The novel as potlatch inevitably begins with dedications.
Many novels are dedicated to family:
To the memory of papa—The Dilemma of a Ghost by Ama Ata Aidoo
This book is for my sons Carl Nicholas, Julien John, Elwin James—Scenes from a Receding Past by Aidan Higgins
This one is for MIMI—Been Down So Long It Looks Like Up to Me by Richard Fariña
For Fatima, without whom I wouldn’t have, and with whom I have, lived and laughed these twenty years and who to conclude has transcribed the totally illegible manuscripts of these limbo things—Dream I Tell You by Helene Cixous
Some are dedicated to heroes:
For Bird, Babs, Bearden, Basquiat, and Brother Bill Traylor do I dedicate this book—Teducation by Ted Joans
This book is dedicated to Paul Garon, blues buddy and surrealist comrade, opener of many doors, and to Martha and the Vandellas who suggested what we might do once the doors were open—Dancin’ in the Streets by Franklin Rosemont
For Gottfried Wilhelm Leibniz and Ludwig Wittgenstein—The Whole of Life by Jürg Laederach
In memory of Georges Perec—Cigarettes by Harry Matthews
For my old and dear friend Maria Jolas—Do You Hear Them? by Nathalie Sarraute
Some trend excessive:
I am indebted to Pat Mulcahy for her encouragement and astute editing; likewise to Veronica Geng of the New Yorker. I would also like to thank Maxine Chernoff for early readings of this novel—Saigon, Illinois by Paul Hoover
And others sublime:
For Stephen, Will and Joe, and for Kitty, who brought me cups of coffee all that dark autumn in Reykjavik—Magnetic Fields by Ron Loewinsohn
In his exacting new collection of short stories Writers, French author Antoine Volodine skewers these and so many more of the soft spots of literary life. Born in 1950 of French-Slavic origins, Volodine has published twelve books. This is Volodine’s third English-language publication, and Katina Rogers does a great job translating his frantic, graveyard humor.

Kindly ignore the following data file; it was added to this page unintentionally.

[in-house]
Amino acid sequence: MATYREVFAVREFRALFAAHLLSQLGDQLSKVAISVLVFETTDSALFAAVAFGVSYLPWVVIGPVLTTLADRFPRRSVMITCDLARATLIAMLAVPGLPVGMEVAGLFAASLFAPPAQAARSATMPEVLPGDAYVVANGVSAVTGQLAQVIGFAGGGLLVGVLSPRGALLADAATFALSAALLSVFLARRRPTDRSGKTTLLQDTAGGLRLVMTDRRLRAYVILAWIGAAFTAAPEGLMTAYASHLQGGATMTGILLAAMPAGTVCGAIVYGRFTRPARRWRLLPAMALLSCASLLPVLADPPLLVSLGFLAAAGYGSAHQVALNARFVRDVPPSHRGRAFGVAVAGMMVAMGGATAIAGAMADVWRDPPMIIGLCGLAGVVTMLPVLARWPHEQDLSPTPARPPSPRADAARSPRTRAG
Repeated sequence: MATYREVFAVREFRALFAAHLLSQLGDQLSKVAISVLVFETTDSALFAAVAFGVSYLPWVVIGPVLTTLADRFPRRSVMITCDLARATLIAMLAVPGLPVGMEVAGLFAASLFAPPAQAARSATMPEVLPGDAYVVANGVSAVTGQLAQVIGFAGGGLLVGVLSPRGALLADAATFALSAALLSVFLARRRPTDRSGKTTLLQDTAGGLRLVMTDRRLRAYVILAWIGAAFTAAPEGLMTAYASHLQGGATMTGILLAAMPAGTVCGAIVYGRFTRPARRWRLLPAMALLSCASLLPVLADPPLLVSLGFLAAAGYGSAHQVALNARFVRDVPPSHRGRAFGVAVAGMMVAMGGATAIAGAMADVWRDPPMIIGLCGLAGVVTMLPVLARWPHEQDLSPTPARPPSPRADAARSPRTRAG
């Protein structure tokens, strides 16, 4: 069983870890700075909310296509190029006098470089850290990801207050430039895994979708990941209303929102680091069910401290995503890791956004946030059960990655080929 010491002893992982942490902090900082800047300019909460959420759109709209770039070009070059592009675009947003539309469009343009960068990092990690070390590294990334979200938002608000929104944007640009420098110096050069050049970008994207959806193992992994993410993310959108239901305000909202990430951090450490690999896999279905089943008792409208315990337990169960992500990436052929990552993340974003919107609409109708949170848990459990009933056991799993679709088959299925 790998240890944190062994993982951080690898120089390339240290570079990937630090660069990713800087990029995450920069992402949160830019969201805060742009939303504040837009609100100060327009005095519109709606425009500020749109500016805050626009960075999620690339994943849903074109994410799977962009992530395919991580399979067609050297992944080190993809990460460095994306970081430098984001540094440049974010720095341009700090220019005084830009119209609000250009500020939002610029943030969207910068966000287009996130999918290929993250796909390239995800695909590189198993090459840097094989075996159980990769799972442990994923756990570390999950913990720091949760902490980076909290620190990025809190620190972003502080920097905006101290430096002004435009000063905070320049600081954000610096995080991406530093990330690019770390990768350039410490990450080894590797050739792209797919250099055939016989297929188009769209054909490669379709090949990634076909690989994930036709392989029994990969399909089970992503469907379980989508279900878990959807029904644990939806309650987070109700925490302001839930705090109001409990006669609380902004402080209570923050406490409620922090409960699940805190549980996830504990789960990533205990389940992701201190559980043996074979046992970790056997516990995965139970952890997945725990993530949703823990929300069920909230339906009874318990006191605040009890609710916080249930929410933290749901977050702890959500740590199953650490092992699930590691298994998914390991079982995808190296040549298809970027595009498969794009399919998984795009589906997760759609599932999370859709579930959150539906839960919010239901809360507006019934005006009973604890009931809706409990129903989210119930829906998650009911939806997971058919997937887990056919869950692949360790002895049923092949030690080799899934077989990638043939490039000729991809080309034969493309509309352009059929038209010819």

In the short story “Acknowledgements,” Volodine skewers the tenderness that authors betray in their opening dedications. He delivers a striking satire in these messages, telling the story of a womanizing narcissist:
Thank you to Grigoria Balsamian who was the first to suggest that I recount the adventure of Mica Schmitz and her tragic exploration of Lac Bleu, an adventure which prior to my choosing it as the central theme of Sun of the Just hadn’t elicited any novelistic echo and remained totally unknown to the public and even to the authorities charged with protecting the lake. Thank you to Julius Ritchmann, father of Grigoria, who made the postcard from Mica Schmitz available to me, on the basis of which I was able to begin my investigation. Thank you to Bernardo Balsamian, husband of Grigoria, for having transported me several times from the train station to his country house, and for the discretion with which he distanced himself from the villa during the long afternoons when I exchanged with Grigoria the intimate words that would later enrich the first pages of Sun of the Just. Thank you, finally, to Grigoria Balsamian’s gardener, Halfar Sharanogar, who one day had the presence of mind to detain Bernardo Balsamian in the orchard while Grigoria and I showered and got dressed again.
As “Acknowledgements” demonstrates, Writers is strongest in its moments of deep black humor, when Volodine’s writers shine in their pettiness and excess. One writer stays awake every night, silently counting sheep, holding a revolver against his temple; another gains mild celebrity for his signature technique of naming all of his characters Wolf; a “post-exotic” surrealist encounters a new despair when the afterlife she encounters confounds her ability for understanding.